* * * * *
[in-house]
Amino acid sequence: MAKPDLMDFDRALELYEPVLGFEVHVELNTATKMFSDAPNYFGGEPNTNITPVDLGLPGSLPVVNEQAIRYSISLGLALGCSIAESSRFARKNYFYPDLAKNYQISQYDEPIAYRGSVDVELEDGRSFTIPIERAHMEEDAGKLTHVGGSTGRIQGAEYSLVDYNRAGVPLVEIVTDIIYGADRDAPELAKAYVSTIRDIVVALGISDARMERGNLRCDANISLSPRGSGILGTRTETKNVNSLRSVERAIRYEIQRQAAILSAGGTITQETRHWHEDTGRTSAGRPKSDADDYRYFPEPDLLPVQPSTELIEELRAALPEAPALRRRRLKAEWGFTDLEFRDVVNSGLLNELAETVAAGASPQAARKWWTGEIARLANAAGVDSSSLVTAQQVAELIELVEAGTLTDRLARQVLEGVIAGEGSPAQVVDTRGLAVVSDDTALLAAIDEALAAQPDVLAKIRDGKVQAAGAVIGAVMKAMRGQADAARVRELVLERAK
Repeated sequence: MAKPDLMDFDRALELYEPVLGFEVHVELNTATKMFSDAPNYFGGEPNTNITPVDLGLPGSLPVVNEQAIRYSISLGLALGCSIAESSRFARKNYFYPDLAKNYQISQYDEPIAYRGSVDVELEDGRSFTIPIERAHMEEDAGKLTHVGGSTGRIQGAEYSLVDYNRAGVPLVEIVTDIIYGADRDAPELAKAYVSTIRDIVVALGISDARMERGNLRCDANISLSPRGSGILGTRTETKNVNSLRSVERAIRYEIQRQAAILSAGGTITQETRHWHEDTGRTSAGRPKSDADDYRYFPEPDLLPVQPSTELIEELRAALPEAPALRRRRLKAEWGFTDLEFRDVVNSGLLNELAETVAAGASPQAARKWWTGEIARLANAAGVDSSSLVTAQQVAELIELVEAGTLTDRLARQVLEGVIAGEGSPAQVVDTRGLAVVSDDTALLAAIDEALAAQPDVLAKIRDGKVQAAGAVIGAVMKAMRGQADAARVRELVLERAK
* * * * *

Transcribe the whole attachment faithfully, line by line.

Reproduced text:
[in-house]
Amino acid sequence: MAKPDLMDFDRALELYEPVLGFEVHVELNTATKMFSDAPNYFGGEPNTNITPVDLGLPGSLPVVNEQAIRYSISLGLALGCSIAESSRFARKNYFYPDLAKNYQISQYDEPIAYRGSVDVELEDGRSFTIPIERAHMEEDAGKLTHVGGSTGRIQGAEYSLVDYNRAGVPLVEIVTDIIYGADRDAPELAKAYVSTIRDIVVALGISDARMERGNLRCDANISLSPRGSGILGTRTETKNVNSLRSVERAIRYEIQRQAAILSAGGTITQETRHWHEDTGRTSAGRPKSDADDYRYFPEPDLLPVQPSTELIEELRAALPEAPALRRRRLKAEWGFTDLEFRDVVNSGLLNELAETVAAGASPQAARKWWTGEIARLANAAGVDSSSLVTAQQVAELIELVEAGTLTDRLARQVLEGVIAGEGSPAQVVDTRGLAVVSDDTALLAAIDEALAAQPDVLAKIRDGKVQAAGAVIGAVMKAMRGQADAARVRELVLERAK
Repeated sequence: MAKPDLMDFDRALELYEPVLGFEVHVELNTATKMFSDAPNYFGGEPNTNITPVDLGLPGSLPVVNEQAIRYSISLGLALGCSIAESSRFARKNYFYPDLAKNYQISQYDEPIAYRGSVDVELEDGRSFTIPIERAHMEEDAGKLTHVGGSTGRIQGAEYSLVDYNRAGVPLVEIVTDIIYGADRDAPELAKAYVSTIRDIVVALGISDARMERGNLRCDANISLSPRGSGILGTRTETKNVNSLRSVERAIRYEIQRQAAILSAGGTITQETRHWHEDTGRTSAGRPKSDADDYRYFPEPDLLPVQPSTELIEELRAALPEAPALRRRRLKAEWGFTDLEFRDVVNSGLLNELAETVAAGASPQAARKWWTGEIARLANAAGVDSSSLVTAQQVAELIELVEAGTLTDRLARQVLEGVIAGEGSPAQVVDTRGLAVVSDDTALLAAIDEALAAQPDVLAKIRDGKVQAAGAVIGAVMKAMRGQADAARVRELVLERAK